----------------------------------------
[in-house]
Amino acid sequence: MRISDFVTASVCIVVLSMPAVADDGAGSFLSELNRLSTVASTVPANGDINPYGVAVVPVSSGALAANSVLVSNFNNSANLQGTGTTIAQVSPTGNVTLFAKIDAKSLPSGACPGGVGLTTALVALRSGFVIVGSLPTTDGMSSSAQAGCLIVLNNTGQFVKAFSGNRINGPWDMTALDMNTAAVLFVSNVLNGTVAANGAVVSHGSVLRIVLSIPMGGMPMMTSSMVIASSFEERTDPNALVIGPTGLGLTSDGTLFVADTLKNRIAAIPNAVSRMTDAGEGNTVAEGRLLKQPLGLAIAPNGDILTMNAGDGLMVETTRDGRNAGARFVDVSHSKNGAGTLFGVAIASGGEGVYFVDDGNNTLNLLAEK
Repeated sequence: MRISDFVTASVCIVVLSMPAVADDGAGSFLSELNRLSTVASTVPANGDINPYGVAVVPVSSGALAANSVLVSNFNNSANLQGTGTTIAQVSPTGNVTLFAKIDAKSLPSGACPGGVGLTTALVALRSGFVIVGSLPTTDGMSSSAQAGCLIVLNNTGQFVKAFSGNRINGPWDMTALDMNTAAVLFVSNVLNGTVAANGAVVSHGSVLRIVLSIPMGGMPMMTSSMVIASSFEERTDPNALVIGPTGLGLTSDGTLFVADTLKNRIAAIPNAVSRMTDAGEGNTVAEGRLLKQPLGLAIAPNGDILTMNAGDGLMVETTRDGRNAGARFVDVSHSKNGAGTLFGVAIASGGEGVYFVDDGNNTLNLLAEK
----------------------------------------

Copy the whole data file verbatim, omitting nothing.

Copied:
[in-house]
Amino acid sequence: MRISDFVTASVCIVVLSMPAVADDGAGSFLSELNRLSTVASTVPANGDINPYGVAVVPVSSGALAANSVLVSNFNNSANLQGTGTTIAQVSPTGNVTLFAKIDAKSLPSGACPGGVGLTTALVALRSGFVIVGSLPTTDGMSSSAQAGCLIVLNNTGQFVKAFSGNRINGPWDMTALDMNTAAVLFVSNVLNGTVAANGAVVSHGSVLRIVLSIPMGGMPMMTSSMVIASSFEERTDPNALVIGPTGLGLTSDGTLFVADTLKNRIAAIPNAVSRMTDAGEGNTVAEGRLLKQPLGLAIAPNGDILTMNAGDGLMVETTRDGRNAGARFVDVSHSKNGAGTLFGVAIASGGEGVYFVDDGNNTLNLLAEK
Repeated sequence: MRISDFVTASVCIVVLSMPAVADDGAGSFLSELNRLSTVASTVPANGDINPYGVAVVPVSSGALAANSVLVSNFNNSANLQGTGTTIAQVSPTGNVTLFAKIDAKSLPSGACPGGVGLTTALVALRSGFVIVGSLPTTDGMSSSAQAGCLIVLNNTGQFVKAFSGNRINGPWDMTALDMNTAAVLFVSNVLNGTVAANGAVVSHGSVLRIVLSIPMGGMPMMTSSMVIASSFEERTDPNALVIGPTGLGLTSDGTLFVADTLKNRIAAIPNAVSRMTDAGEGNTVAEGRLLKQPLGLAIAPNGDILTMNAGDGLMVETTRDGRNAGARFVDVSHSKNGAGTLFGVAIASGGEGVYFVDDGNNTLNLLAEK